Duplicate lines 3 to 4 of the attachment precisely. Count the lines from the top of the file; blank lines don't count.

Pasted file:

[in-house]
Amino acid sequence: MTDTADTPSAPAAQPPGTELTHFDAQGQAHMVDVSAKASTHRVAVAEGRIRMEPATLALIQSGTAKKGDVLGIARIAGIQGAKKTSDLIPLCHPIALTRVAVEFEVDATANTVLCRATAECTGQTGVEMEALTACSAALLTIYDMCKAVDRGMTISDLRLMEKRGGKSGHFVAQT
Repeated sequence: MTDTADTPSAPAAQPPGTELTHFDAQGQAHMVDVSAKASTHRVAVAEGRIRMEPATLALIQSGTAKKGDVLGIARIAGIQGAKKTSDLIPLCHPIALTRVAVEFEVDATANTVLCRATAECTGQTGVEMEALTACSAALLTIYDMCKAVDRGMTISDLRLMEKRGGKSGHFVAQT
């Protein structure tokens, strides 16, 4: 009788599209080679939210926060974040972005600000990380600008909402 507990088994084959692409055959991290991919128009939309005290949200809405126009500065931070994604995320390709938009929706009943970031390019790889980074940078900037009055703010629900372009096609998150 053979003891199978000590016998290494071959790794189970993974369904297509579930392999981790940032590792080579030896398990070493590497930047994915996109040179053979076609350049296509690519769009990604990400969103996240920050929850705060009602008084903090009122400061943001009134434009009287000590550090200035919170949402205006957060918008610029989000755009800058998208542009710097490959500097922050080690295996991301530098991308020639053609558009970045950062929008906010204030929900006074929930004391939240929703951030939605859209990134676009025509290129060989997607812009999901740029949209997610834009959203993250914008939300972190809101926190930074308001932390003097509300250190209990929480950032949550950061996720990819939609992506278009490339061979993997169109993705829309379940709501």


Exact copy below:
Repeated sequence: MTDTADTPSAPAAQPPGTELTHFDAQGQAHMVDVSAKASTHRVAVAEGRIRMEPATLALIQSGTAKKGDVLGIARIAGIQGAKKTSDLIPLCHPIALTRVAVEFEVDATANTVLCRATAECTGQTGVEMEALTACSAALLTIYDMCKAVDRGMTISDLRLMEKRGGKSGHFVAQT
């Protein structure tokens, strides 16, 4: 009788599209080679939210926060974040972005600000990380600008909402 507990088994084959692409055959991290991919128009939309005290949200809405126009500065931070994604995320390709938009929706009943970031390019790889980074940078900037009055703010629900372009096609998150 053979003891199978000590016998290494071959790794189970993974369904297509579930392999981790940032590792080579030896398990070493590497930047994915996109040179053979076609350049296509690519769009990604990400969103996240920050929850705060009602008084903090009122400061943001009134434009009287000590550090200035919170949402205006957060918008610029989000755009800058998208542009710097490959500097922050080690295996991301530098991308020639053609558009970045950062929008906010204030929900006074929930004391939240929703951030939605859209990134676009025509290129060989997607812009999901740029949209997610834009959203993250914008939300972190809101926190930074308001932390003097509300250190209990929480950032949550950061996720990819939609992506278009490339061979993997169109993705829309379940709501």